(FYI: Cookie pie is the term I use to denote any cookie recipe baked in a brownie pan.)

I found this incriminating evidence this mañana.

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Worry not, there were leftovers.

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This cookie pie happened to be of the oatmeal raisin chocolate chip variety.

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I did manage a little healthification by using whole wheat flour, agave, golden raisins and dark chocolate chips :) .

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On that carb note, I have to get back to mi trabajo/the rest of the cookie pie!

Are you a carbzilla? Have you ever ventured into the land of carb-restrictive diets? I’ll wear my carbzilla badge with pride because not only does my body crave carbs, it functions best when it’s carb content. I was miserable when I attempted the South Beach/Atkins way of life—and I ended up gaining weight. So, para mi, carbs do the cuerpo good.

Amor,

Sarah

By Now, I Should Know…

By now, I should know that cereal and I are futile breakfast partners in crime.

You see, when cereal and I meet en la mañana, we always do the same old dance. I dole out far too large a serving. I enjoy the soggy deliciousness but find myself still hungry. I refill with with more “heart healthy” servings. I continue to enjoy the soggy deliciousness ‘til el estómago tells me she’s full. I proceed to get hungry an hour later.

This story plays out the same way every single time. So, by now, I should know that, para mi, cereal is snack—not breakfast—material.

Yet, when I peer into my pantry and spy a mysterious addition of Honey Bunches of Oats’ new Vanilla bunches flavor, I immediately commence taste-testing.

It just so happened that, yesterday, I spied this newbie first thing in the A.M. And so cereal for breakfast it was.

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I attempted to change my standard cereal saga by eating out of my enormous new mugbowl—in hopes that pouring a larger than life portion would preclude my usual refillage.

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I also added some organic dried bing cherries for a little healthification. A valiant nutritional effort, no?

This tactic backfired porque, as I said, my breakfast cereal saga always plays out the same way. Refills were had. Only this time, they were larger than normal since I made the brilliant call to eat out of a bowlmug bigger than my head.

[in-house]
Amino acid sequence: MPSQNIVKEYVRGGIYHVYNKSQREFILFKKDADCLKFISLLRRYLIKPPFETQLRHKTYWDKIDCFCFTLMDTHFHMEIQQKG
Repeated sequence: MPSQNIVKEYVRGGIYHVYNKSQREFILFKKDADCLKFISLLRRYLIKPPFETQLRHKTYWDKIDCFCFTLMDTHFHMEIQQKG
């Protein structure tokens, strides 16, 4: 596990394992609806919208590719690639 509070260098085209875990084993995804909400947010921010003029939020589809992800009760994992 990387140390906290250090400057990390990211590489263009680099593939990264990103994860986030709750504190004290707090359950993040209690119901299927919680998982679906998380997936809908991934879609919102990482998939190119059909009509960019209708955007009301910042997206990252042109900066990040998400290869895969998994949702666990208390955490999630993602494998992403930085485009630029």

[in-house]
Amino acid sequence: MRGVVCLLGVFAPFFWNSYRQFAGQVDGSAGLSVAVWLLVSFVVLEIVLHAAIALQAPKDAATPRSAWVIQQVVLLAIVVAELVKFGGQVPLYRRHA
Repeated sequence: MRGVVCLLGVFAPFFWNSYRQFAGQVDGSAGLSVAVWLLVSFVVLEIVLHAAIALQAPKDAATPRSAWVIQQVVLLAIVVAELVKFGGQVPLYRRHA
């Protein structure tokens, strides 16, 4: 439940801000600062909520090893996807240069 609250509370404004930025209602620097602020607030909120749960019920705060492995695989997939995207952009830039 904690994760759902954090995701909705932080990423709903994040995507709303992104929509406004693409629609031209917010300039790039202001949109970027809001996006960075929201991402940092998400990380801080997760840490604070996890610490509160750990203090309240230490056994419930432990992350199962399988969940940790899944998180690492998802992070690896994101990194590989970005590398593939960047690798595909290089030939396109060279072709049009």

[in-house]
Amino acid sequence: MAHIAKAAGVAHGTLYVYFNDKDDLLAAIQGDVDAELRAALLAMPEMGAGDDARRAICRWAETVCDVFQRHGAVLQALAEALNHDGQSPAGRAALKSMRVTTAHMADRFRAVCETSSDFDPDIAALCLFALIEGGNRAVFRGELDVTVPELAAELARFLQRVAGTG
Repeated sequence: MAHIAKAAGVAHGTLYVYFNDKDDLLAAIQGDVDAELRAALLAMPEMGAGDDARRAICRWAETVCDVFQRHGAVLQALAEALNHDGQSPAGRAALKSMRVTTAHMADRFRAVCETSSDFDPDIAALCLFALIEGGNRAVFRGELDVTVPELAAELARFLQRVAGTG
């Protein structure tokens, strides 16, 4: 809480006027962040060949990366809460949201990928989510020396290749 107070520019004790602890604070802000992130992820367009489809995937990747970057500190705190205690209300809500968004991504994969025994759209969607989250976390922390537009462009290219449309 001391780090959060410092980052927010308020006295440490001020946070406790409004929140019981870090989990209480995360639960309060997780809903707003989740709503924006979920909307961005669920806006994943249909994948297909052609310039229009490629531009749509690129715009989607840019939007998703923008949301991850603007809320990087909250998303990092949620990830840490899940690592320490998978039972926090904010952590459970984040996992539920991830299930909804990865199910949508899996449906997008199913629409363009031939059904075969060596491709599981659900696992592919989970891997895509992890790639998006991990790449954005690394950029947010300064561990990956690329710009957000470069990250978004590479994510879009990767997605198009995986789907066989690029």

Ah well, I embraced the necessity of refillage as an opportunity to try out a creation that’s been on my mind since it graced my Google Reader month’s ago.

This would be Amy’s brilliant cereal cake.

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I always eat my cereal soggy (to the extent that I stopped eating Kashi Go Lean Crunch because it simply won’t soggify)—so when Amy suggested essentially marinating cereal in milk until it reached a cake-like texture, I drooled on my keyboard knew I’d fall in love.

The method: Allow your cereal to absorb the milk for a few minutes. Drink the remainder of the milk out. Marinate the seductively soggy cereal in the fridge for 10 minutes.

The result: Cereal cake perfection.

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Cottage cheese, and now cereal cake? I’m falling in love with so many new-to-me double Cs.

By now, I should also know that grande breakfasts consumed shortly before pilates class makes for an uncomfortable hour of planks and rollovers.

Luckily, la profesora was the most entertaining Russian in all of Brooklyn. Yesterday, I found her particularly astute.

Mid-class, she said, “Come on, you can hold it for a few more seconds. You know you’re about to go home and eat a box of cereal.”

Way ahead of you, lady.

Come almuerzo, I concocted a beautiful ensalada.

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En el bol: fresh spinach, roasted butternut squash, cauliflower, grilled onion and sun-dried tomatoes. Dressed in Newman’s Own Asian Sesame dressing.

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‘Twas fantastic. The only problemo was that I really wasn’t in the mood for a salad. I only made it because I’m currently eating my way through a very produce-packed fridge.

By now, I should know that eating something I’m not in the mood for only necessitates a part dos of something I am in the for.

In this case, I was in the mood for something of the carby and hummusy nature.

I sought this out in a veggie burger.

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On a sandwich thin: mucho Sabra, black bean and rice burger (frozen from way back when), roasted red peppers and kalamata olives.

Since I know you want to see it topless…

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Mucho mejor. By now, I should know to always what you crave.